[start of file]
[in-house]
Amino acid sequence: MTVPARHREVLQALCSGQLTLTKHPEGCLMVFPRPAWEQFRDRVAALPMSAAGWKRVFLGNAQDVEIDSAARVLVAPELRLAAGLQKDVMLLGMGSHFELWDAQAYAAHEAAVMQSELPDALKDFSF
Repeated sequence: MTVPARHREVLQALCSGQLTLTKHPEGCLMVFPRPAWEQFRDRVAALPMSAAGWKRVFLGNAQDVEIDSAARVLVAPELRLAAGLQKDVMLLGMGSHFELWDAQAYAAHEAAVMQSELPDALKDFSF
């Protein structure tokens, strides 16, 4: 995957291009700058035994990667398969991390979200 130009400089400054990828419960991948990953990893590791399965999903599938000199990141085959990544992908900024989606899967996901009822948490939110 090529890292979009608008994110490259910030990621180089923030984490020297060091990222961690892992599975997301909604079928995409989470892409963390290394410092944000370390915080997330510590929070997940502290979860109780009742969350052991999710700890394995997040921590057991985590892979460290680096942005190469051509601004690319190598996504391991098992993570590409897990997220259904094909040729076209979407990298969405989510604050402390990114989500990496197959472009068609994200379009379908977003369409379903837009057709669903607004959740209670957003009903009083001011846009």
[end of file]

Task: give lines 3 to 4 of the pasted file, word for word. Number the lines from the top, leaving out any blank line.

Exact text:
Repeated sequence: MTVPARHREVLQALCSGQLTLTKHPEGCLMVFPRPAWEQFRDRVAALPMSAAGWKRVFLGNAQDVEIDSAARVLVAPELRLAAGLQKDVMLLGMGSHFELWDAQAYAAHEAAVMQSELPDALKDFSF
């Protein structure tokens, strides 16, 4: 995957291009700058035994990667398969991390979200 130009400089400054990828419960991948990953990893590791399965999903599938000199990141085959990544992908900024989606899967996901009822948490939110 090529890292979009608008994110490259910030990621180089923030984490020297060091990222961690892992599975997301909604079928995409989470892409963390290394410092944000370390915080997330510590929070997940502290979860109780009742969350052991999710700890394995997040921590057991985590892979460290680096942005190469051509601004690319190598996504391991098992993570590409897990997220259904094909040729076209979407990298969405989510604050402390990114989500990496197959472009068609994200379009379908977003369409379903837009057709669903607004959740209670957003009903009083001011846009």